The ill effects of crony capitalism in banking are not limited to undeserved honours and unjustified bonuses. Labour’s closeness to the financial sector led to it restricting competition authorities from intervening in financial services, and this played a huge role in creating and sustaining our monopolistic banking sector. Spain has 20 major banks. With the sixth largest economy in the world, it is nothing short of absurd that Britain has just five major high street banks, the same number as Belgium.
An uncompetitive high street is not just bad for consumers; it is a threat to financial stability. As we saw during the crisis, having so few major banks on the high street means that if one fails it takes the rest down, threatening the banking system. With a more competitive high street, there will be no such thing as “too big to fail.”
Crony capitalism has also characterised political leaders’ relationships with the press. Prior to the phone hacking scandal, the shameless courting of Rupert Murdoch and other media moguls by politicians was no less unedifying for being standard practice. That cosiness went far beyond exclusive interviews and off the record briefings. Tony Blair is godfather to Rupert Murdoch’s daughter Grace. Gordon Brown and his wife Sarah hosted a pyjama party at Chequers attended by the former News of the World editor Rebekah Brooks and Rupert Murdoch’s wife Wendi.
Throughout their time in power, calls to tighten press competition laws were repeatedly kicked into the long grass by a Labour leadership that was anxious not to offend News International. Of course this is not just a Labour problem. David Cameron has accepted in parliament that he got too close to newspaper proprietors after becoming leader. It is arguable that the Leveson inquiry should be looking as much at the behaviour of political leaders as at the behaviour of newspaper editors.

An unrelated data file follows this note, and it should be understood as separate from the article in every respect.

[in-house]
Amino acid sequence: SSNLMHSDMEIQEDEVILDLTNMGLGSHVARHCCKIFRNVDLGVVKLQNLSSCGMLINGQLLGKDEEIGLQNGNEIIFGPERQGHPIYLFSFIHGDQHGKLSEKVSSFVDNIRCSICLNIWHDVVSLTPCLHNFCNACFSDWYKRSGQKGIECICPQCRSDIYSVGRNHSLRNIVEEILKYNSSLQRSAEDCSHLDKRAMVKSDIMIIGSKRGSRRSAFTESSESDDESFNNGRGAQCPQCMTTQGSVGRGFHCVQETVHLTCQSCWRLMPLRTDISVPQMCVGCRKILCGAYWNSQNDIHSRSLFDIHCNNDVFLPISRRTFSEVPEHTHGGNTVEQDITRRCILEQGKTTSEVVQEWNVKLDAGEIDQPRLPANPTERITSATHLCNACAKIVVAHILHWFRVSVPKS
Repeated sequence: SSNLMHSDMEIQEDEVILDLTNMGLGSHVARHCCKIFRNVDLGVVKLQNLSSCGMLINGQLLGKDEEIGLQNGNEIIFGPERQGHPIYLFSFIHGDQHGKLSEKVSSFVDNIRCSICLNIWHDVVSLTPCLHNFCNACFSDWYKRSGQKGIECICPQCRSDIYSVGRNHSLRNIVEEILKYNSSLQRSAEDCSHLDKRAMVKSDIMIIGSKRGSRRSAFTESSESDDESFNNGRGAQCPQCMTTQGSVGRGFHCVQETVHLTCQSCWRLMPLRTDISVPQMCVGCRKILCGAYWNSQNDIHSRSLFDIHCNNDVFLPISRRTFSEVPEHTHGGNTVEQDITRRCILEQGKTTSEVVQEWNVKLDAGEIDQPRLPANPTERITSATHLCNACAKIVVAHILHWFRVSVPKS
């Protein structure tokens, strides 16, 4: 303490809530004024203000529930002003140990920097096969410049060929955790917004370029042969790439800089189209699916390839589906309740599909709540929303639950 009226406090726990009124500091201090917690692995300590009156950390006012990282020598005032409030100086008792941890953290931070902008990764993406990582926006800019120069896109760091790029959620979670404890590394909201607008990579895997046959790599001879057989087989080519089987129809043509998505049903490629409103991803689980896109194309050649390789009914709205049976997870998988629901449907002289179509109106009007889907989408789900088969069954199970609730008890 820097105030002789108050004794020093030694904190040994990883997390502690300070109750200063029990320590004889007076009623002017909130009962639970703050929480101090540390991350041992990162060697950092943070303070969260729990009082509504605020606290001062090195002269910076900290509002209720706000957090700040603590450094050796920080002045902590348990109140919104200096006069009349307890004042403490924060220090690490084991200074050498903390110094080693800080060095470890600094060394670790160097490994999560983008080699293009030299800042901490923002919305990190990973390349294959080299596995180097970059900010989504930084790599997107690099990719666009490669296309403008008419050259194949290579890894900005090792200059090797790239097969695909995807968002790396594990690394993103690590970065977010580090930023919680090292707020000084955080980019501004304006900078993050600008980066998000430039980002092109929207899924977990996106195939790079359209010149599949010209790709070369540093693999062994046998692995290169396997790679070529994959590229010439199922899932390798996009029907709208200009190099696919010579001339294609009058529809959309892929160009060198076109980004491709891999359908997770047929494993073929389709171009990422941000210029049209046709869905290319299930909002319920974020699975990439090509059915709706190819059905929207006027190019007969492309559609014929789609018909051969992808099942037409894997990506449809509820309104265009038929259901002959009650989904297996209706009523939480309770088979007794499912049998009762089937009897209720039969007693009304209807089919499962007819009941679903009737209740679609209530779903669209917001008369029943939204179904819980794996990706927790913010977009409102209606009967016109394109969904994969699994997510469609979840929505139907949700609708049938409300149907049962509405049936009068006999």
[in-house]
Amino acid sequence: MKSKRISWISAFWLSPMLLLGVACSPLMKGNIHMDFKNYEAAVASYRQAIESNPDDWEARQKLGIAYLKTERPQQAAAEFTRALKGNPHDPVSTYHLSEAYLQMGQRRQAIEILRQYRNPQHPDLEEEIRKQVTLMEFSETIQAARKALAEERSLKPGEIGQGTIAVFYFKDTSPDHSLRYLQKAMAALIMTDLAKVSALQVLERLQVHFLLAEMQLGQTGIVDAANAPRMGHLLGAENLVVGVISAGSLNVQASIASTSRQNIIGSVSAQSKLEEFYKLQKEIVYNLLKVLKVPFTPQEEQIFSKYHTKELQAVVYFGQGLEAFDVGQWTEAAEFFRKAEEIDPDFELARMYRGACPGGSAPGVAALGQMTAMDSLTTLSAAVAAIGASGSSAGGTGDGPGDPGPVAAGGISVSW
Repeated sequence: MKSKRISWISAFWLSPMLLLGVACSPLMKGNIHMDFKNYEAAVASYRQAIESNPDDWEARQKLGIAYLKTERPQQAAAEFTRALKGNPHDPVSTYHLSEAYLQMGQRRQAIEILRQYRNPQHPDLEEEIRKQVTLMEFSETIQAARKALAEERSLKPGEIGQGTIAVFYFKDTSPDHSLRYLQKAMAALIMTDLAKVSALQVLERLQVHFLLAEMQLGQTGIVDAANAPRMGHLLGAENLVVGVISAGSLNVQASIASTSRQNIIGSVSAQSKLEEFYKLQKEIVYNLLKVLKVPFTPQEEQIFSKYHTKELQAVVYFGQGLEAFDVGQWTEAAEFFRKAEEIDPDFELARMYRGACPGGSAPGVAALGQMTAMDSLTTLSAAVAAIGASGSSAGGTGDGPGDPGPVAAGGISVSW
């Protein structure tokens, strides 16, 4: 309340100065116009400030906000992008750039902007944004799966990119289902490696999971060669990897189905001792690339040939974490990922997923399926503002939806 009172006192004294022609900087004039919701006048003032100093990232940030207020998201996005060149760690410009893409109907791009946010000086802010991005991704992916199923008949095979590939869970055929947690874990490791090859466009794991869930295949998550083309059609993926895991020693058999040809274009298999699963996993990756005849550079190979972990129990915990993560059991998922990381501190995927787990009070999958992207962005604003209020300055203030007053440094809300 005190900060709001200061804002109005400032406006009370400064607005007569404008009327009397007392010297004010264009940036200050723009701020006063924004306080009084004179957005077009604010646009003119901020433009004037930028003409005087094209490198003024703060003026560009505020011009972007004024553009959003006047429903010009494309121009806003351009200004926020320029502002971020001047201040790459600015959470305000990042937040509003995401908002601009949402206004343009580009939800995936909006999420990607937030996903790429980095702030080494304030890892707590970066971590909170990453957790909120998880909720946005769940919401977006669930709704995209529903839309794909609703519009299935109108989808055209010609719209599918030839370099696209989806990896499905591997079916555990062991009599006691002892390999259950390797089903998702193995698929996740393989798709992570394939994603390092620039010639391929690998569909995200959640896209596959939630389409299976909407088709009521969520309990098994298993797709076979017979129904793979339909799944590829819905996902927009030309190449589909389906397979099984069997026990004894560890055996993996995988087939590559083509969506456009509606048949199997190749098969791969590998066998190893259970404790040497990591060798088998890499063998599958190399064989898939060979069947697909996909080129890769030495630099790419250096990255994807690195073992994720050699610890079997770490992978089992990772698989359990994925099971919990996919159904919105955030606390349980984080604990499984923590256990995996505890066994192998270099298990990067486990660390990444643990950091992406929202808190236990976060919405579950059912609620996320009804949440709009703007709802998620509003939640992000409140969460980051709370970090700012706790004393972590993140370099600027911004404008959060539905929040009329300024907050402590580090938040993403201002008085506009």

This problem is worse in Britain than it is in many western countries partly because, after a century in which our social mobility was the envy of the world, we have turned into a stratified state, where the opportunities for the poor have largely evaporated. Social mobility provided the moral justification for much of the inequality in Britain. It did not matter if people were unequal, if it reflected their contribution to society and everybody had a decent chance at the big rewards. With Sutton Trust studies demonstrating that all the professions are now dominated by the products of public schools, that is patently no longer true.
So how do we tackle crony capitalism? If the western model is to succeed we must rediscover the kind of competitive attitude American antitrust campaigners demonstrated in the middle of the 20th century. In the 1940s these men spoke of the “curse of bigness”—a recognition of how vast businesses which dominate and distort the market can be an industrial and social menace. Yet this did not stop America becoming the world’s only superpower. As one senator put it, “if we will not endure a king as a political power we should not endure a king over the production, transportation and sale of any of the necessities of life.”
Without this competitive spirit, western capitalism is socially and economically fragile. To solve this problem, we need to reduce the concentration of power and wealth dramatically.
In business, we need to drop the idea that biggest is best, and that Britain’s economic health is well served by focusing ministerial attention on a few dozen multinational corporations. After all, today’s business giants are not necessarily tomorrow’s successes. Many companies that became household names in years gone by—Northern Rock, Thomas Cook, Taylor Wimpey and dozens of others—have since fallen out of the FTSE 100 altogether.
As businesses grow too large it inevitably creates a damaging dehumanising effect. In days gone by bank managers would develop strong ties with (and knowledge of) local businesses. When banks instead began to focus on international expansion and trading financial instruments, these local relationships disappeared. Decisions on bread-and-butter banking issues, like business loans, started to be assessed centrally using standardised mathematical formulae, and small businesses suffered. Of course this dehumanising effect does not just apply to banks. Today many large companies trade only online, avoiding personal contact with their customers. With some companies now it would take a private detective to find a contact telephone number.